Why Elon Musk is wrong when he predicts the collapse of humanity due to low birth rates

At 51 years old, Elon Musk He has been a father up to ten times. His last daughter, named Exa Dark Sideræl, was conceived through a surrogate womb along with his current partner the singer Grimes. This prolific paternity has a “very scientific” explanation. The technology tycoon, who is now back at the center of the hurricane after announce for the umpteenth time that you want to buy Twitter for the original offer, he is obsessed with the declining birth rate and the long-term consequences it may have.

The owner of Tesla has expressed on several occasions through Twitter his concern about the low birth rate and the aging of the population. Musk assures that prolonging this situation could pose a threat to the human species, even he has come to affirm that “it is a much greater risk to civilization than global warming that could cause demographic collapse.” The richest man in the world believes that we need to increase our birth rates to counter an aging society. Are his claims true? Demographers disagree with the tycoon.

Musk believes stagnant birthrates are an existential threat to the entire planet

Musk has introduced his son through his social networks

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The low birth rate has historically been one of the main concerns of humanity. But the truth is that neither the First World War nor the Second nor the different epidemics and pandemics that have appeared throughout history have caused a collapse of civilization due to the drop in birth rates. However, now Elon Musk has reopened the debate.


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The tech tycoon believes stagnant birthrates not only represent a crisis for specific, mostly Western, countries, but an existential threat to the entire planet. “Assuming there is a benevolent future with Artificial Intelligence, I think the biggest problem the world will face in 20 years is population collapse,” Musk said at an AI conference in August 2019. “The collapse of population due to low birth rates is a far greater risk to civilization than global warming,” he tweeted in 2022.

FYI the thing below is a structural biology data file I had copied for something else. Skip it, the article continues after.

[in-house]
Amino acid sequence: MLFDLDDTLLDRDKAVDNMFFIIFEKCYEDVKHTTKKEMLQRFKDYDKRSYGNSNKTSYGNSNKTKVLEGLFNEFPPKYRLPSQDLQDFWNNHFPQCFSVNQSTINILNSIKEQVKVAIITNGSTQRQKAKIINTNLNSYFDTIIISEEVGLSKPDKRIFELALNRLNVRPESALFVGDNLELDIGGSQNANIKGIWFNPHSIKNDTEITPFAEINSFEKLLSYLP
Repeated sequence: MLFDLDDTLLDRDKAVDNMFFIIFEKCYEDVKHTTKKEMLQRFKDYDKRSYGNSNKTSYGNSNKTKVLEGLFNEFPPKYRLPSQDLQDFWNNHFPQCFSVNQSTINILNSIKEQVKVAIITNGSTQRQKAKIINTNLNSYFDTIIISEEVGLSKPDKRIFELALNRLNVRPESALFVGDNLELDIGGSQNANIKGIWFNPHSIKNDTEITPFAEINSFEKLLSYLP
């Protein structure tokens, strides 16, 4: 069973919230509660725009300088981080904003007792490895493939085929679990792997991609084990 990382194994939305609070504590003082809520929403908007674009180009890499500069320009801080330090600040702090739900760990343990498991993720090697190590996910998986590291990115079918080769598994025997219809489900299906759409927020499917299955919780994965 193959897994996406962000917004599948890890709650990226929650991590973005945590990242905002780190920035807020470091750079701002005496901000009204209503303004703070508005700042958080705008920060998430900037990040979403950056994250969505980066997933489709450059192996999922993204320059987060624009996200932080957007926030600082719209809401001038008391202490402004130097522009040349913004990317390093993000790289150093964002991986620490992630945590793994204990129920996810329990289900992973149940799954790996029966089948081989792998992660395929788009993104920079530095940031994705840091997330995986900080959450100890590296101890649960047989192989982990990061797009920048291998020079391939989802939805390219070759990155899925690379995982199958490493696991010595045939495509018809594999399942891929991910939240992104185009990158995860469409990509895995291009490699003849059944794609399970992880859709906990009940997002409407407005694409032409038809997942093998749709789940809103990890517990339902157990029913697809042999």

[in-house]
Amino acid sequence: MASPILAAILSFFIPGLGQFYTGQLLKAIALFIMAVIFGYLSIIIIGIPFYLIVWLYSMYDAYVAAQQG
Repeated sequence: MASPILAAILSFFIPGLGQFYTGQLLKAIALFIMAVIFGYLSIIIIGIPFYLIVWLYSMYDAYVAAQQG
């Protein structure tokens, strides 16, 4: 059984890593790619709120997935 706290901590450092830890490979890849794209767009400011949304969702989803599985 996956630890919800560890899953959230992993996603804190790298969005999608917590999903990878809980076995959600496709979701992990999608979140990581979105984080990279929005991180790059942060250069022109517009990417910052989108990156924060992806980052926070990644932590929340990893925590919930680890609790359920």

His apocalyptic vision of the future of humanity if the birth rate does not increase has provoked the reaction of several demographers who disagree with his fatalistic predictions. Rather they say the opposite of Musk. Tomas Sobotka of the Vienna Institute of Demography, says in a statement to wired that with 8 billion people on planet Earth we are not headed for collapse, “it is not even projected”.

The most pessimistic projections say that in 2100 the world population will be around 8.8 billion. “This figure is below the agreed UN estimate of 10.4 billion,” says Sobotka. Most predictions agree that the world population will peak sometime in the second half of the 21st century and then gradually stabilize or decline. Framing this as a collapse “is probably too dramatic,” Patrick Gerland, head of the United Nations Population Estimates and Projections Section, told the same outlet.


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According to the UN, the only region that will decrease in population between 2022 and 2050 will be East and Southeast Asia. But regions like sub-Saharan Africa will almost double their population by 2050. India will grow by more than 250 million. “For most of the world, population decline is not an issue to worry about, now or in the next 1,000 years,” says Gerland.

Most experts agree that what we should really worry about is avoiding any risk that could end humanity: nuclear wars, pandemics, climate change…

Musk and his world view

Elon Musk, in the construction of the Tesla plant in Germany, in 2021

Elon Musk, in the construction of the Tesla plant in Germany, in 2021

Michele Tantussi / Reuters

The world is very big, and there are many realities, and Musk’s reality is perhaps very different from that of countries where the declining birth rate is not a problem, such as India. More than half of all global population growth to 2050 will be concentrated in just eight countries: the Democratic Republic of the Congo, Ethiopia, Egypt, India, Nigeria, Pakistan, the Philippines, and Tanzania. For that same year, the proportion of the world’s population over 65 will be 16%, the highest percentage ever.

Result: while some countries will find it difficult to adapt to the aging of the population, others will continue to grow rapidly, increasing the world birth rate.

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Why Elon Musk is wrong when he predicts the collapse of humanity due to low birth rates